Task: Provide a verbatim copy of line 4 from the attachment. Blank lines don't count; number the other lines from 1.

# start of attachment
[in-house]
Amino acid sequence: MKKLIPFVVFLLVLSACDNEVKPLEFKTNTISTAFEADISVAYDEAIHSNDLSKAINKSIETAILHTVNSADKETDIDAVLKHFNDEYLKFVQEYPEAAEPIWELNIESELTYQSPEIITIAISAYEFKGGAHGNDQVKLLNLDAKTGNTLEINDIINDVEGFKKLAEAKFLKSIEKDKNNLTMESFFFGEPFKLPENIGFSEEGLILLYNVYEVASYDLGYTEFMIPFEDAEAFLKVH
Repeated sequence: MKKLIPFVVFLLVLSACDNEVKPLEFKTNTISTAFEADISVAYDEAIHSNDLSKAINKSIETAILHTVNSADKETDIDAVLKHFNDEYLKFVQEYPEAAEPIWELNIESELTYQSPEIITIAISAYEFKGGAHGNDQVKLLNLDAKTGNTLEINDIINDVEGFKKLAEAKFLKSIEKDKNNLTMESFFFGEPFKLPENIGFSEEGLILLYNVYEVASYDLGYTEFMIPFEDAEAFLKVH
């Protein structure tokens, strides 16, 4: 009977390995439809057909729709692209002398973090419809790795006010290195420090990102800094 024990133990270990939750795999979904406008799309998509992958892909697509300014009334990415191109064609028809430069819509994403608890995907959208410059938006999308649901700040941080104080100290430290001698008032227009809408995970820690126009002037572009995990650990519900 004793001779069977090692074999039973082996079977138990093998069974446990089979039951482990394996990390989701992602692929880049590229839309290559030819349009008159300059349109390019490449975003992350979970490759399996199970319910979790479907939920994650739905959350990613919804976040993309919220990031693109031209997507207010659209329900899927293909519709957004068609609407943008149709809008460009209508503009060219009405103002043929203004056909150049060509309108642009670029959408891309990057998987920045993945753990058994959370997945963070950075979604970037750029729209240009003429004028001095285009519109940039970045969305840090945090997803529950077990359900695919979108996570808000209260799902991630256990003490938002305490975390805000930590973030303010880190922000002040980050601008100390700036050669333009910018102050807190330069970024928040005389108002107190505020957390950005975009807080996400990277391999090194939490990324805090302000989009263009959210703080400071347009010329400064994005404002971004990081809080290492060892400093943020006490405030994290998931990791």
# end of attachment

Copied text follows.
């Protein structure tokens, strides 16, 4: 009977390995439809057909729709692209002398973090419809790795006010290195420090990102800094 024990133990270990939750795999979904406008799309998509992958892909697509300014009334990415191109064609028809430069819509994403608890995907959208410059938006999308649901700040941080104080100290430290001698008032227009809408995970820690126009002037572009995990650990519900 004793001779069977090692074999039973082996079977138990093998069974446990089979039951482990394996990390989701992602692929880049590229839309290559030819349009008159300059349109390019490449975003992350979970490759399996199970319910979790479907939920994650739905959350990613919804976040993309919220990031693109031209997507207010659209329900899927293909519709957004068609609407943008149709809008460009209508503009060219009405103002043929203004056909150049060509309108642009670029959408891309990057998987920045993945753990058994959370997945963070950075979604970037750029729209240009003429004028001095285009519109940039970045969305840090945090997803529950077990359900695919979108996570808000209260799902991630256990003490938002305490975390805000930590973030303010880190922000002040980050601008100390700036050669333009910018102050807190330069970024928040005389108002107190505020957390950005975009807080996400990277391999090194939490990324805090302000989009263009959210703080400071347009010329400064994005404002971004990081809080290492060892400093943020006490405030994290998931990791």